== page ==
A new report from Moody’s Analytics highlights the pain that inflation is inflicting on us, month after month — and drops a number that puts the harsh reality in perspective.
“The typical American household needs to spend $445 per month more to purchase the same goods and services as a year ago,” the report says, based on September’s 8.2% overall annual inflation rate.
Many of us can’t afford an extra $445 per month and have had to make financial sacrifices this year — all the while hoping things don’t get worse.
It’s worth knowing there are specific things you can do to protect your finances from inflation. Here’s a look at some proactive steps you can take to soften the blow.
Buy I bonds
In normal times, investors focus on putting what they can afford to — and sometimes more — into the stock market, which over the past century has averaged around a 10% annual return. Investing in bonds to diversify is an afterthought for many because they don’t typically offer similar returns. Their value is in being predictable.
Federal Series I savings bonds, often called I bonds, are as predictable as ever. But because of inflation, they also currently offer something much more appetizing: a 9.62% return, risk-free.
But if you want that rate, you should act now. It changes Nov. 1, as it does every six months, and experts believe it will fall below 6.5%.
Learn how to purchase I bonds and much more in our story “7 Things You Should Know Before Investing in I Bonds.”
Plan around the most inflated categories
You’ve probably noticed at the grocery store that prices haven’t risen evenly on everything. Some items get more expensive seemingly every month, while others don’t really budge. It’s possible to identify what shopping categories are most inflated and start to make meal plans with substitutions or decreases in mind.
The way to do this is to glance at inflation data the federal government publishes in the Consumer Price Index each month. Or you can let the USDA do it for you — it publishes a monthly summary of changes and forecasts price changes several months from now.
Check out our story “10 Simple Grocery Swaps That Can Save You Big Money” for ideas.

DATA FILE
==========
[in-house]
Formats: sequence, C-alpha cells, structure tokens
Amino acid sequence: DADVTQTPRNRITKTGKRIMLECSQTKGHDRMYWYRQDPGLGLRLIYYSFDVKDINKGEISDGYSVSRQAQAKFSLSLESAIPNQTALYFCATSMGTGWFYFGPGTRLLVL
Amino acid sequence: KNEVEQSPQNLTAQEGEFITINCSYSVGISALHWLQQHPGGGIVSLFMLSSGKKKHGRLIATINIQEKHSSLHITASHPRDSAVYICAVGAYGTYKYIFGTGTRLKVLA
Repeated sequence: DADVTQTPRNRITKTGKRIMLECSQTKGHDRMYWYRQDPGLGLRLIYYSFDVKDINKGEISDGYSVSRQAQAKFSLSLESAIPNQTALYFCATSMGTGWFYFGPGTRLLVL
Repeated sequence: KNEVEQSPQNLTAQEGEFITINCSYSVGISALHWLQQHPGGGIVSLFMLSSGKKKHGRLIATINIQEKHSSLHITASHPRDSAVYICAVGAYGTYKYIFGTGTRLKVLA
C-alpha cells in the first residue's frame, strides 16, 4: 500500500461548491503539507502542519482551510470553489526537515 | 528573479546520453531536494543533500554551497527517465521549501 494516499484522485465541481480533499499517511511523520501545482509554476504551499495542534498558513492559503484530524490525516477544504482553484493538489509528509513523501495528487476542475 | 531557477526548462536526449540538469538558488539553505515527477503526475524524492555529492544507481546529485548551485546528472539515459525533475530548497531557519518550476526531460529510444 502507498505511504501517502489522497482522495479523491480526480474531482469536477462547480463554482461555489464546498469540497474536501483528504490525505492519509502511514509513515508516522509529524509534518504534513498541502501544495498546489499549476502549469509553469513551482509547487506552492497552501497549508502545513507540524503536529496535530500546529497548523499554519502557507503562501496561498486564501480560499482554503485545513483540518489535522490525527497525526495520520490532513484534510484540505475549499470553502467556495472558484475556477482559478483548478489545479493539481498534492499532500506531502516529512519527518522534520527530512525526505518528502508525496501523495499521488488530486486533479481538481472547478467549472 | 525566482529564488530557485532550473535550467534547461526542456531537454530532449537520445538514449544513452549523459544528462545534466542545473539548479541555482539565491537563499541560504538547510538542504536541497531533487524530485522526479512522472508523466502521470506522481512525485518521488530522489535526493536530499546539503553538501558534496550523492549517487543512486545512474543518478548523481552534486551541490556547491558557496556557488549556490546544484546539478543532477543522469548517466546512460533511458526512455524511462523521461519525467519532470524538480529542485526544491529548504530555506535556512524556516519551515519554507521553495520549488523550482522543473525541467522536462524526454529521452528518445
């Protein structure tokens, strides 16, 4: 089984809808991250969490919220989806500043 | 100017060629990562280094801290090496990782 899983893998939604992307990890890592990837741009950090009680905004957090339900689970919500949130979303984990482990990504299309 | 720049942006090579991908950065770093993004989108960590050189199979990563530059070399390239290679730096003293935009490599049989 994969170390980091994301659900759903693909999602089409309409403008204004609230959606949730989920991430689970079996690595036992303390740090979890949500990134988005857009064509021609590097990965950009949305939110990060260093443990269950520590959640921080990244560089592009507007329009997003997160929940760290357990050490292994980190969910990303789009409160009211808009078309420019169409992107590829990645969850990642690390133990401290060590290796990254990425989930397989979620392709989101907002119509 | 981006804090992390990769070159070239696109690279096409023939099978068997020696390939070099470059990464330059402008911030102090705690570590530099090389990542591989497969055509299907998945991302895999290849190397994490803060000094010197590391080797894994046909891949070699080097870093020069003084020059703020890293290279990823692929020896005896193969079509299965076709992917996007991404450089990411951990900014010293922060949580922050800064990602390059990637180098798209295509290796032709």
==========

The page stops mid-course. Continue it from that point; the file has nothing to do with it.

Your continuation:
Don’t bridge the inflation gap with credit cards
It can be tempting to use credit cards to keep buying things in the same way you’re used to, even as prices continue to jump, jump, jump.
You may intuitively recognize that’s not sustainable, but less apparent is how inflation makes the costs of borrowing money go up, too, at least when inflation prompts the Federal Reserve to raise the federal funds rate. When that happens — as the Fed has done numerous times so far this year — variable interest rates on most credit cards spike.
That means, effectively, you’re being hit with inflation twice — first when you put price-inflated stuff on the card, and again if you’re not fully paying it off each month.
Credit reporting company Experian explains:
“Credit card issuers typically pass on these higher interest rates to their cardholders by raising the annual percentage rates (APRs) on their credit cards. APR hikes translate to additional interest costs on any balances you carry month to month.”
Focus on paying down debt
Because inflation makes carrying debt even more expensive than usual, it’s more valuable to work hard on paying it off. Though it’s tough to make headway when your budget is already being squeezed, stories like “How to Pay Off $10,000 in Debt Without Breaking a Sweat” can help. And there are fortunately other steps you can take to tackle inflation on debt.
One idea is to consider whether a balance transfer from one credit card to another could save money. A balance transfer is more than just rearranging the deck chairs on the Titanic — the 0% APR period, which can last as long as 21 months on some cards, can be a life raft to keep you afloat until the sea of inflation calms.
But if the idea of another credit card makes you seasick, a second option is to seek a fixed-rate loan with an interest rate lower than the APR on your current cards. That could consolidate multiple variable payments into one steady, manageable payment. However, you still need to do some math to make sure the fees on the front end don’t outweigh the benefits.
In general, for those who can, it’s best to put off borrowing money until interest rates come down again.